Monday 23 April 2018

Battle of Blackrock backbiting has Mary and Kate's rivals rubbing their hands

Kate Feeney
Kate Feeney
Mary Hanafin

As if to demonstrate the very point that former Tánaiste Mary Harney had been making, the 'Battle of Blackrock' seeped back into the papers this week and once again it was a billed as a 'Mary versus Kate' affair. But who's responsible for breaking Fianna Fáil party confidence and singing to the press to damage a rival this time, Councillor Mary Hanafin, Councillor Kate Feeney or some other party?

Mary Harney was speaking last weekend at the Women in Media conference at which she remarked upon the volume of media stories that are essentially a contest with one woman placed against another, "We now have what's called the 'Battle of Blackrock' - Mary Hanafin and Kate Feeney. Mary Lou and Joan Burton are being pitted in articles I keep reading, and I think some women journalists like to pit the woman against the other woman; the story about Liz O'Donnell wearing the same dress on the same day as Lucinda Creighton."

There's something in this. I have yet to see Enda Kenny and Micheál Martin in a 'who wore it better' feature about competing suits and ties. Leo Varadkar and Billy Kelleher aren't reviewed for their 'catty and screeching' exchanges during Dáil questions on health.

Harney, the first female Tánaiste in the country continued: "Some of the bitchiest comments made about a woman are often made by another woman. In my own experience the snidest comments usually came from other women in the media."

The story from Fianna Fáil's rival Blackrock factions this week would appear very damaging to Councillor Hanafin. Minutes of an internal meeting indicate she was highly critical of the soldiers of destiny, saying the party "stands for nothing, has no vision and agrees with the Government on everything."

How could you Mary, on the week of an Ard Fheis? Victory for Kate.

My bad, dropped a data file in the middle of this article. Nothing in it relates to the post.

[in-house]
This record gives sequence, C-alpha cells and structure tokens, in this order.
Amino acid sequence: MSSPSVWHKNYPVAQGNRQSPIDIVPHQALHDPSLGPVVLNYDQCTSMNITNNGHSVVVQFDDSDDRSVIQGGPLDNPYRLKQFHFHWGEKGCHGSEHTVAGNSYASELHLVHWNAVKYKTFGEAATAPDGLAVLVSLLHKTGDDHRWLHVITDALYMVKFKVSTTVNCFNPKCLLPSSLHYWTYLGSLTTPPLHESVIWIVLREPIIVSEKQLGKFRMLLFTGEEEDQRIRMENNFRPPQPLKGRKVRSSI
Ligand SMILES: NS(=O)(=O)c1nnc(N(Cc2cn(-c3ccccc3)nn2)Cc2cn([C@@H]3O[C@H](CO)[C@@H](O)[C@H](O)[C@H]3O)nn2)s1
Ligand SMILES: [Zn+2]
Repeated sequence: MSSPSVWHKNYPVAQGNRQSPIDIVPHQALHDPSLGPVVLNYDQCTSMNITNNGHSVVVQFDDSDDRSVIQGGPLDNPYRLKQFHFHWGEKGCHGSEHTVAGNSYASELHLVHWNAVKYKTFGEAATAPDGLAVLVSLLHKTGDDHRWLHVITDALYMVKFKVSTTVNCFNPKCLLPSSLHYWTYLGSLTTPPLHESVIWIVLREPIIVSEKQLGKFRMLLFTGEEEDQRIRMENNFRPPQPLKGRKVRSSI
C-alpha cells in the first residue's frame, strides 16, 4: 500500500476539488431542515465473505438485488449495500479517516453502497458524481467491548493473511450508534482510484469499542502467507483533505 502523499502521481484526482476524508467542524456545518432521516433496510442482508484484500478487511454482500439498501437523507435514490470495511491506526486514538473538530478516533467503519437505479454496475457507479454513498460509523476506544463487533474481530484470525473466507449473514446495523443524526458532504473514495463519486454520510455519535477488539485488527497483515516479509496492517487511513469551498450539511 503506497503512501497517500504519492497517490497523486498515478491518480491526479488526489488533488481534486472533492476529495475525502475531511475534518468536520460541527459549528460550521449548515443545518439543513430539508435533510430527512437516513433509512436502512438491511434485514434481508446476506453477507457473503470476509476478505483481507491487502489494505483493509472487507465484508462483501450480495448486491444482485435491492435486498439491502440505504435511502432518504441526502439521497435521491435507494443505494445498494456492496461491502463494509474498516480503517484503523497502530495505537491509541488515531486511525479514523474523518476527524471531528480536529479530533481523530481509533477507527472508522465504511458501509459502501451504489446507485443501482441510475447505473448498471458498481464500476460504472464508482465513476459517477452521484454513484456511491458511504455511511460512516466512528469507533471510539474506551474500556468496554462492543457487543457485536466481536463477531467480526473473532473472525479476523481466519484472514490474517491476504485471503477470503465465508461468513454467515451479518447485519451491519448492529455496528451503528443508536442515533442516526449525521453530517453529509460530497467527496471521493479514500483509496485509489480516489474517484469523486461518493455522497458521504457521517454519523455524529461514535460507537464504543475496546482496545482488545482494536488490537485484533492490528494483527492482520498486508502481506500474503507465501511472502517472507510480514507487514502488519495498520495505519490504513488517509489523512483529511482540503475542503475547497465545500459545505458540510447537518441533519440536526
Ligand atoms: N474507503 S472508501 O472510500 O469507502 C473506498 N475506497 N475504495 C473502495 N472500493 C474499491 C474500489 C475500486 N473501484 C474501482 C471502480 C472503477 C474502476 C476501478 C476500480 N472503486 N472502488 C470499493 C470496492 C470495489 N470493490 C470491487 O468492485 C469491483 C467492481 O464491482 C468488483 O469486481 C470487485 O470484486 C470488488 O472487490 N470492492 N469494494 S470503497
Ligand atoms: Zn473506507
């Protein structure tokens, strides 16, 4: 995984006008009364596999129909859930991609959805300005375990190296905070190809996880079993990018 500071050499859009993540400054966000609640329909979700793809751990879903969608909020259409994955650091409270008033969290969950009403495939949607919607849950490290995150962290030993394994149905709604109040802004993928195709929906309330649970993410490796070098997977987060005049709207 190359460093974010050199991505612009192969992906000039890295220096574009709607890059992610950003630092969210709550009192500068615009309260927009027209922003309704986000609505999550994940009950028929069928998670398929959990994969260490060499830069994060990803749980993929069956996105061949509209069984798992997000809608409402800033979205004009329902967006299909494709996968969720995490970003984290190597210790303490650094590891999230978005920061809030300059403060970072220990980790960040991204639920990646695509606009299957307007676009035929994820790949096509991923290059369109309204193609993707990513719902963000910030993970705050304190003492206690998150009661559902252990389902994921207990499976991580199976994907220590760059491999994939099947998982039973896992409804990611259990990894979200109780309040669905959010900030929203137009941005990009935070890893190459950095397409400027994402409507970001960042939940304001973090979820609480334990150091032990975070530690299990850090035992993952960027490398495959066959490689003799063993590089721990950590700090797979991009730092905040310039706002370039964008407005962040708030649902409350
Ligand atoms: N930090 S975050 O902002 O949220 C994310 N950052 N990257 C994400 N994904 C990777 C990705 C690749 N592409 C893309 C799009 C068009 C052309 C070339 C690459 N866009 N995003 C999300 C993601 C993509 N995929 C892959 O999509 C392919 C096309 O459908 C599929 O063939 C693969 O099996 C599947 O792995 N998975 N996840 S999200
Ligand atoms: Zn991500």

But hold on, Councillor Hanafin made the comments two months ago and a good source tells me they were in the context of a guest speaker to the Blackrock organisation, Senator Labhrás Ó Murchú. Her point was that people know the Senator's bread and butter issues are the Irish language, Irish song and Irish dance. She was saying that if Fianna Fáil wants to re-emerge from the 2011 General Election thrashing, they need to have core policies. She's right; the party has lost six by-elections in a row in opposition and won't wish its way back into strength. The seventh by-election is coming up in Carlow/Kilkenny next month and the raft of core policy documents emerging from Fianna Fáil this week prove others feel the same about carving out a fresh identity. Besides, Councillor Hanafin wasn't speaking in public; her internal comments should have remained in conclave. Someone has been keeping these nuggets in their back pocket.

It's politically interesting because the constituency in which both Councillor Hanafin and Councillor Feeney are dreaming of being a TD will be one of the real bear pits of the next election - Dún Laoghaire. The Ceann Comhairle has a guaranteed seat if he wants it. That leaves Eamon Gilmore (L), Mary Mitchell O'Connor (FG) and Richard Boyd Barrett (PBP) to see off all challengers. Fianna Fáil is due to select its candidate at the end of May.

For me, the idea that Kate and Mary are at it again, plotting to backbite each is very superficial and doesn't add up.

It also now annoys me as during the selection process for the local elections, both women showed some real metal in public. Mary Hanafin refused to hand back the signed nomination papers she had received just because Party HQ had a change of plan. Kate Feeney refused to give way for a familiar name and stood her ground when an attempt was made to parachute Hanafin in. As it turned out, they both went on to run and they both won.

A glance at either woman's CV shows they are more than entitled to stand over their own achievements and win the party's Dáil nomination on merit. Both have been active in Fianna Fáil from a young age, both have strong Fianna Fáil traditions in their families. Mary Hanafin has been a senator, the government chief whip and a Cabinet minister in four different portfolios. Kate Feeney has a strong following amongst younger members of the party, was a very successful president of the party's youth wing and is highly rated by HQ.

At the media conference last week Mary Harney said something else: "Your rival is very often not the other man in the constituency, it's the other woman."

In this instance she's completely wrong, hopefully Councillors Hanafin and Feeney and their supporters have spotted that they are not the ones continuing the Battle of Blackrock or evolving it into a War for Dún Laoghaire. Neither of these women need to conspire in the shadows.

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